Brexit: Public 'were told a pack of lies’ claims Lord Heseltine
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Despite Remoaner fears over supply chain issues in the UK, one man posted a picture of a supermarket with empty shelves in Washington DC. In response, a user named Tom Gribbin, mocked Remoner fears, saying: “Brexit finally hits the US.” Another user named Julian also commented on a separate post from Australia.
In the second image, a Twitter user named Checkmate.btc, shows a picture of empty shelves without vegetables or meat.
In response Julian said: “And Australia too.”
Commenting on the thread, Sharon Hearne also said: “I’ve been seeing tweets from US re supply issues for most of 2021.
“They also have a truck driver shortage.”
Carol Donaldson added: “It’s been hitting California for a while now.”
Last year, Remainers claimed Brexit was the main cause for the supply chain issues which the UK suffered last year.
In the lead-up to Christmas, Remoaners claimed Britons would struggle to buy turkeys.
A further poll by YouGov, found of those who voted Remain in 2016, 65 percent blamed the supply chain issues on Brexit.
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Despite their scaremongering, the lack of lorry drivers was caused by many returning to their native countries due to coronavirus, taking early retirement or switching careers.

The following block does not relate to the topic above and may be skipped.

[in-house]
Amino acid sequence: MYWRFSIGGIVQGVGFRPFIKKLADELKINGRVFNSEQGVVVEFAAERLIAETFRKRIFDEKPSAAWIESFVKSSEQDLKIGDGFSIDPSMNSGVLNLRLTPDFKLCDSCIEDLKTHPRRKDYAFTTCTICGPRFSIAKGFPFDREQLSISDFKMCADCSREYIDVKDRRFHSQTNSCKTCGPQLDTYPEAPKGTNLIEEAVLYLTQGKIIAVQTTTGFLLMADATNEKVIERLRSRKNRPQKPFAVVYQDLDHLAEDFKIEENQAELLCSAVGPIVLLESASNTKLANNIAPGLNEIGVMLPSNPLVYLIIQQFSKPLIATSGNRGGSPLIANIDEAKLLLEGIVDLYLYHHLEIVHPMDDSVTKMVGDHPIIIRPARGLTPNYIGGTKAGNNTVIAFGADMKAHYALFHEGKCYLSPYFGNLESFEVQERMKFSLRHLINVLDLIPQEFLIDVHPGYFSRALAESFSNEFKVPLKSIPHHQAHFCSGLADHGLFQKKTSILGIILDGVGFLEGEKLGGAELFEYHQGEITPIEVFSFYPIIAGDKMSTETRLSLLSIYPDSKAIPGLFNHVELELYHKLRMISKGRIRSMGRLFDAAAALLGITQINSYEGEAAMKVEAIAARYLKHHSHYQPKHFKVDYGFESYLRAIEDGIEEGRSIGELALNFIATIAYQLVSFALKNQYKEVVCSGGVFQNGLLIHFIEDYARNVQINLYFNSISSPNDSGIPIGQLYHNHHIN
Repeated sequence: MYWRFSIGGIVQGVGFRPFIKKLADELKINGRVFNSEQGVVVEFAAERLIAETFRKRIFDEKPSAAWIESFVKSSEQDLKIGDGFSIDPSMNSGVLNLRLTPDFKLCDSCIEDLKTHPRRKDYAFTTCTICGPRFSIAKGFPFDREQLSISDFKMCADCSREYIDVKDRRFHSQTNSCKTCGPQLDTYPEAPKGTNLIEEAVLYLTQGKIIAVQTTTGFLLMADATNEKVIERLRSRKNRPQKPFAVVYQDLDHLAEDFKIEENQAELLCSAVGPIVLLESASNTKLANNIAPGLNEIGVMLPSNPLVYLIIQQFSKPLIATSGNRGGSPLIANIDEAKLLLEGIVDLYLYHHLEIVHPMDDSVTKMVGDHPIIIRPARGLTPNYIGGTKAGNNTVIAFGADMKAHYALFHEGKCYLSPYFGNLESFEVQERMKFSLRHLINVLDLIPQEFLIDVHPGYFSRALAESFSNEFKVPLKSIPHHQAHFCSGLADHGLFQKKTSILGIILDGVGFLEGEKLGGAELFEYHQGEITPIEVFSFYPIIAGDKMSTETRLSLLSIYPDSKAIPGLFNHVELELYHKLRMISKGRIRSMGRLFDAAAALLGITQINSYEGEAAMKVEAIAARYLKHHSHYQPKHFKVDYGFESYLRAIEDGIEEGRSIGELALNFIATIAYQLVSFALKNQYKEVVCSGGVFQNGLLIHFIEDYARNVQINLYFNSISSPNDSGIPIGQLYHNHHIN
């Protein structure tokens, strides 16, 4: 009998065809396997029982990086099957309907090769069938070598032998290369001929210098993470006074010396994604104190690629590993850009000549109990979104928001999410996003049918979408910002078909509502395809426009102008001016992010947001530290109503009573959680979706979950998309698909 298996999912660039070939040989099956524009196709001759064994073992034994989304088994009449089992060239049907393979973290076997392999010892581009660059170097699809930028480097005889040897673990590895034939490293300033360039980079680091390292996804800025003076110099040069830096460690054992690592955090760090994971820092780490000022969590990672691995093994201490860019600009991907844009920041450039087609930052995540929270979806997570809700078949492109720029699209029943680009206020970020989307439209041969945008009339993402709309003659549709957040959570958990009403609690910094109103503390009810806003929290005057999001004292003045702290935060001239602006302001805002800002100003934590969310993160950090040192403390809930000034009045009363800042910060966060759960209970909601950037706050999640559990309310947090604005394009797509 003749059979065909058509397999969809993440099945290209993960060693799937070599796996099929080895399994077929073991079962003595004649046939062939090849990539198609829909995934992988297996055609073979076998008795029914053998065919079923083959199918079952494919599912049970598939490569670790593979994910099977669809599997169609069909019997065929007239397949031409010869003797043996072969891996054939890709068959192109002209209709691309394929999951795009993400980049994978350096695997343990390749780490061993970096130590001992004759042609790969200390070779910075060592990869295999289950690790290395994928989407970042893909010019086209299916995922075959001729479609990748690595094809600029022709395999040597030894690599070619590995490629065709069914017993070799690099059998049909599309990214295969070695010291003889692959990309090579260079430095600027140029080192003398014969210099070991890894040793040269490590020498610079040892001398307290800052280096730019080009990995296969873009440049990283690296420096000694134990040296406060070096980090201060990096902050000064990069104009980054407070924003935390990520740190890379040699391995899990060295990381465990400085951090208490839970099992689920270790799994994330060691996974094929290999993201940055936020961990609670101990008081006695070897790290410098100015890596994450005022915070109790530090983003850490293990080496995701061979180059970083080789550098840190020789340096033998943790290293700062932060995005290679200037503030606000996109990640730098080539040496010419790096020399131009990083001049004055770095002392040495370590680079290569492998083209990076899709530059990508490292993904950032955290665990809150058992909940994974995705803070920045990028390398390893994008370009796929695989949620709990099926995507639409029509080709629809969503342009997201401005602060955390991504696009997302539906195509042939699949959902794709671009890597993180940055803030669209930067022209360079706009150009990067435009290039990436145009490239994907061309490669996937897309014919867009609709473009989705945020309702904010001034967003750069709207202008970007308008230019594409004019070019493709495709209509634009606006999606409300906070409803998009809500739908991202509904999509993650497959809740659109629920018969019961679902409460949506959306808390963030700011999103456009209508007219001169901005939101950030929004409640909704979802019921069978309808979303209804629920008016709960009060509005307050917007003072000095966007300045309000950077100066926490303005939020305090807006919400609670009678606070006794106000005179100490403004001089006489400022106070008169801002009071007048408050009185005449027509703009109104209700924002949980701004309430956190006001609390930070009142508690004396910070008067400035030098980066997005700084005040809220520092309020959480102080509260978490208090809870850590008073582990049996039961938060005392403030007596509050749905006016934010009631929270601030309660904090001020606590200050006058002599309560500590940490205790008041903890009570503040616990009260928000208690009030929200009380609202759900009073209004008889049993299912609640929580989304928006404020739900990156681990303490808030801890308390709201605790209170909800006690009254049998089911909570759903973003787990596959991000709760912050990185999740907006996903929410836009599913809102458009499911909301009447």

Due to this, several countries across Europe also suffered lorry driver shortages, in what is an industry which has seen falling numbers over the last few years.
According to the International Road Transport Organisation, 22 percent of driver positions were left unfilled in Poland during 2019.
In the UK, that number stood at 24 percent while Spain and the Czech Republic registered 21 and 20 percent respectively.
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Ian Wright, chief executive of the Food and Drink Federation, told Express.co.uk it is “wrong” to blame Brexit for the supply chain issues.
Asked what he thought of those who claimed Brexit was the cause of the issue, he said: “It’s not just lazy, I think it’s wrong.
“So I was an absolutely massive Remainer and I still think it was an extraordinary decision.
“But there are many of these difficulties that are specifically not the direct result of Brexit. “
Rising container prices have also ravaged supply chains across the world.
According to supply chain advisor, Drewry, the price per 40-foot container has risen to $9,408.81 (£6,928).
In May 2021, the price had hovered around $5,000 (£3,682) and is 80 percent higher than a year ago.
Due to Covid and these high prices, up to 65 cargo ships were forced to queue outside the ports of Los Angeles and Long Beach, California last year.
Both ports handle 40 percent of all cargo containers entering the country.
The YouGov poll was published on September 7 and asked 1,653 between September 2-3.
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